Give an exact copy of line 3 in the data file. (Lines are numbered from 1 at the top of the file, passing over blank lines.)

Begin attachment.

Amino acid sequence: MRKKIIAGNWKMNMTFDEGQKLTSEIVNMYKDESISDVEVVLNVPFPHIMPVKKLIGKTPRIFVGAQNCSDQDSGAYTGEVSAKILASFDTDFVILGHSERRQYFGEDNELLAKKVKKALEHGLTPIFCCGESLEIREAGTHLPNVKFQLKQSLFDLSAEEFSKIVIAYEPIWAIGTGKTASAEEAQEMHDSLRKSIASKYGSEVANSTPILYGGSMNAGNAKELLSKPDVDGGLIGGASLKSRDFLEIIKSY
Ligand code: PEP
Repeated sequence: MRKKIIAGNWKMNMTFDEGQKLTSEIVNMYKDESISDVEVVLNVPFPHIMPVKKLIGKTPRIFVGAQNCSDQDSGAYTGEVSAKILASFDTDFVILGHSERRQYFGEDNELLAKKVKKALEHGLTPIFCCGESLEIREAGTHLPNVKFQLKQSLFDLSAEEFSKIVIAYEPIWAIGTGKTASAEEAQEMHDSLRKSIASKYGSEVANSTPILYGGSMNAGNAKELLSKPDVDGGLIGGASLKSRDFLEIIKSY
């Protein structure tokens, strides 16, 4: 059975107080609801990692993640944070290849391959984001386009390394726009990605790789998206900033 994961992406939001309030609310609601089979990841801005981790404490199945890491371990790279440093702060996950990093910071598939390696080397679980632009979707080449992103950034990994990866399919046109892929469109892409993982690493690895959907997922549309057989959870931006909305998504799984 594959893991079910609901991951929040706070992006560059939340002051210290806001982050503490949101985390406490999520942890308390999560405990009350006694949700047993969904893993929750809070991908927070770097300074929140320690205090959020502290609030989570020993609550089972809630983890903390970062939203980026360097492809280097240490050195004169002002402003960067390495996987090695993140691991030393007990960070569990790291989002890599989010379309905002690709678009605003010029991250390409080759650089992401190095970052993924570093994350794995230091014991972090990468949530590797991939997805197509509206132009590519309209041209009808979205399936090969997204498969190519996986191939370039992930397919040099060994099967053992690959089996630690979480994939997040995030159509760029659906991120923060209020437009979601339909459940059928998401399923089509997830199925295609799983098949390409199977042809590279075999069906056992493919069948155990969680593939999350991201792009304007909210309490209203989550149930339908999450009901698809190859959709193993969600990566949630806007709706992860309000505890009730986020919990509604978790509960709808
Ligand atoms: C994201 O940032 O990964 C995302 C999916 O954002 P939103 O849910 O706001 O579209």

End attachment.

Repeated sequence: MRKKIIAGNWKMNMTFDEGQKLTSEIVNMYKDESISDVEVVLNVPFPHIMPVKKLIGKTPRIFVGAQNCSDQDSGAYTGEVSAKILASFDTDFVILGHSERRQYFGEDNELLAKKVKKALEHGLTPIFCCGESLEIREAGTHLPNVKFQLKQSLFDLSAEEFSKIVIAYEPIWAIGTGKTASAEEAQEMHDSLRKSIASKYGSEVANSTPILYGGSMNAGNAKELLSKPDVDGGLIGGASLKSRDFLEIIKSY